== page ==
With a relatively small clinical study, this means that if the vaccine is given emergency use authorization for children, 5- to 11-year-olds will more or less be joining a trial.
Besides concerns over fairly limited data, there are other risks from the vaccine that must be considered. One of the more serious risks, that still has lots of unresolved questions around it, is myocarditis.
Myocarditis is an inflammation of the heart muscle often caused by infection. It can cause a heart to beat irregularly, or even reduce its ability to pump. Sometimes the infection can leave the heart muscle weakened. In very rare cases, it can lead to death.
This problem can often resolve itself, but since it does affect the heart, it has the potential to become more serious, depending on the individual. Both the COVID-19 infection and vaccines have been linked to the heart complication.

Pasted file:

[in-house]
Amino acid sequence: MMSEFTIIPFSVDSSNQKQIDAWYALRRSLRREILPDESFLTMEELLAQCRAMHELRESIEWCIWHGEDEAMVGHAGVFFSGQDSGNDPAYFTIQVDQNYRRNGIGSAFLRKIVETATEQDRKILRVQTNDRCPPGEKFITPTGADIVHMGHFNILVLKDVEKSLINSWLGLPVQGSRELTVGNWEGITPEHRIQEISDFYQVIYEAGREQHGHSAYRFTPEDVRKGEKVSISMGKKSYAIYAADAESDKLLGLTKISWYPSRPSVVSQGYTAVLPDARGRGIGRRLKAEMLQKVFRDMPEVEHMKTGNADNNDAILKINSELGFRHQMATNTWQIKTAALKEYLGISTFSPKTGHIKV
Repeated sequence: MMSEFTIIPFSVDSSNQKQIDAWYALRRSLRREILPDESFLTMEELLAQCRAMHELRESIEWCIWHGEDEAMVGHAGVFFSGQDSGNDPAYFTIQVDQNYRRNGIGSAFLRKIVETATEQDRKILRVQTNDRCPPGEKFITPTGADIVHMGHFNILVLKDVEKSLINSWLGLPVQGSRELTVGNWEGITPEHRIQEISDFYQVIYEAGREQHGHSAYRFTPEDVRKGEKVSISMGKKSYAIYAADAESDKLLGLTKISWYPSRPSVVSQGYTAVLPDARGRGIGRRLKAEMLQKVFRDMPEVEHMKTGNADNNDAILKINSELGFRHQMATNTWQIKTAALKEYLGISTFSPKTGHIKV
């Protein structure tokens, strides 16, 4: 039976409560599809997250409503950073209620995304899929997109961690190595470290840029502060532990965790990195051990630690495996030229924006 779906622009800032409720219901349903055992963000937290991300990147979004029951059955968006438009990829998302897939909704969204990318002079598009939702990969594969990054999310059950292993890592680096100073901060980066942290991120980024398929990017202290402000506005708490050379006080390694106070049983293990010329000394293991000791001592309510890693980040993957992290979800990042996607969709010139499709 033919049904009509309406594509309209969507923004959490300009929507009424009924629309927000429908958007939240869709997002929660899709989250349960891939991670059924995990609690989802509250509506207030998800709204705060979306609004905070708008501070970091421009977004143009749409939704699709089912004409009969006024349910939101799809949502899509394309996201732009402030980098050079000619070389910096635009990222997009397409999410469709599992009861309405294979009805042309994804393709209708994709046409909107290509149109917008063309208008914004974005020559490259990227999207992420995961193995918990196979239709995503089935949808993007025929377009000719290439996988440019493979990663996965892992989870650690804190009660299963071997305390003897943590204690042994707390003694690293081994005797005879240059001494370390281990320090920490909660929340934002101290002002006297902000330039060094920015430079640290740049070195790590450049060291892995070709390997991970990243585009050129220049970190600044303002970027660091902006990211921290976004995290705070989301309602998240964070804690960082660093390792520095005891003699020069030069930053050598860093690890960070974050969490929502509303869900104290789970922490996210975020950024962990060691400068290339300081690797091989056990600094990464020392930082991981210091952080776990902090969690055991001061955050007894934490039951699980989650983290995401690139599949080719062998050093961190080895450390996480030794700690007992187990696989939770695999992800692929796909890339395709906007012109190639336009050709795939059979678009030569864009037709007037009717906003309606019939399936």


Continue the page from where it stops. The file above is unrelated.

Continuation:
This side effect of the vaccine has been rare, but it has shown up in Pfizer’s clinical trials. It is an especially concerning risk since Sweden, Finland and Denmark thought it problematic enough to pause Moderna, the other mRNA vaccine, due to an increase in myocarditis among youths.
“In the preliminary data … there is a suspicion of an increased risk of heart inflammation, when vaccinated with Moderna,” the Danish Health Authority said in a statement, according to Reuters.
Pfizer did look at the risk of myocarditis in its clinical studies, but determined it will take more time to really see how that potential risk could play out.
“The number of participants in the current clinical development program is too small to detect any potential risks of myocarditis associated with vaccination. Long-term safety of COVID-19 vaccine in participants 5 to <12 years of age will be studied in 5 post-authorization safety studies, including a 5-year follow-up study to evaluate long term sequelae of post-vaccination myocarditis/pericarditis,” Pfizer outlined in its briefing for the FDA committee meeting.
An outside Israeli study did provide more insight on this risk, however. The study, which looked at over 5 million people 16 years old and above that had been at least partially vaccinated, showed that the risk is small. But the demographic most at risk are adolescent males.
“During that time, 283 people had probable or definitive myocarditis, with 142 cases (50.2%) linked to the Pfizer vaccine,” the Center for Infectious Disease Research and Policy reported, regarding the study.